Cicer Use Case Scenarios

Intended Use - Vitals monitoring, outside the ICU

  • 1. Post procedure or ICU discharge, during patient recovery
  • 2. After admission of In-patients in general wards and in step down ICU facilities
  • 3. After stabilization in the casualty
  • 4. At Home - post discharge from the hospital
  • 5. Ambulances and intra-departmental transport
Patients on opioids post procedure need continuous vitals monitoring. This increases the likelihood of, for e.g. catching opioid-induced respiratory distress in post-operative patients at an early stage, resulting in fewer adverse patient outcomes, and fewer ICU re-admissions. ten3T's Cicer wearable continuous monitoring device along with centralized monitoring feature enables seamless transition of patients from Intensive Care Units to Wards, including intra-hospital transport.
48% of hospital deaths occur in the unmonitored patient population (Ref # below). A patient's health is typically assessed every 4-6 hours by a visiting nurse in the wards. Drug-drug interactions, co-morbidities, and other unknown risk factors can contribute to rapid deterioration in patient's health. ten3T has developed proprietary algorithms for its wearable continuous monitoring system that compute a modified early warning score based-on five patient vitals, which enables early identification of patient deterioration and therefore prompt early intervention by clinical staff. Multiple patients can be remotely monitored from a centralized location.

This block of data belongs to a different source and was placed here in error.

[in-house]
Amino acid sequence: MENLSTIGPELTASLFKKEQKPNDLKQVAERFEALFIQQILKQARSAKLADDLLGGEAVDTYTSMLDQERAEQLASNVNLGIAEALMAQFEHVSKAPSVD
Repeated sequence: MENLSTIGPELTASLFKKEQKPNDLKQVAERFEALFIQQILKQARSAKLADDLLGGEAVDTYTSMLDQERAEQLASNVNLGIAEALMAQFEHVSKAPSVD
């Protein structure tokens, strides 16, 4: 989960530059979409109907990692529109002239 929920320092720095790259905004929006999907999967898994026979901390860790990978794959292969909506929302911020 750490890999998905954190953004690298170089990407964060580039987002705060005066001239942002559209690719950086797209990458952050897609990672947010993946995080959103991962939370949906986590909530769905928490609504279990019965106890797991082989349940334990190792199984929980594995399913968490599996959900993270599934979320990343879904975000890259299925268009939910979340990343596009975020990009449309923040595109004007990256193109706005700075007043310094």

Patient monitoring stops when they are discharged from hospital, while they continue to be treated for their condition with medication, either at home or at a post-acute care facility. To ensure continuity in care and to reduce the risk of readmission, the wearable nature of Cicer allows for uninterrupted monitoring of vitals when the patient is mobile and at a remote location. Patients with rhythm anomalies can also be remotely monitored in real-time accelerating early interventions.
Reference: # Haraden C. Diagnostics for Patient Safety and Quality of Care. Patient Safety Executive Development Forum, Institute for Healthcare Improvement. Retrieved November 13, 2014 from

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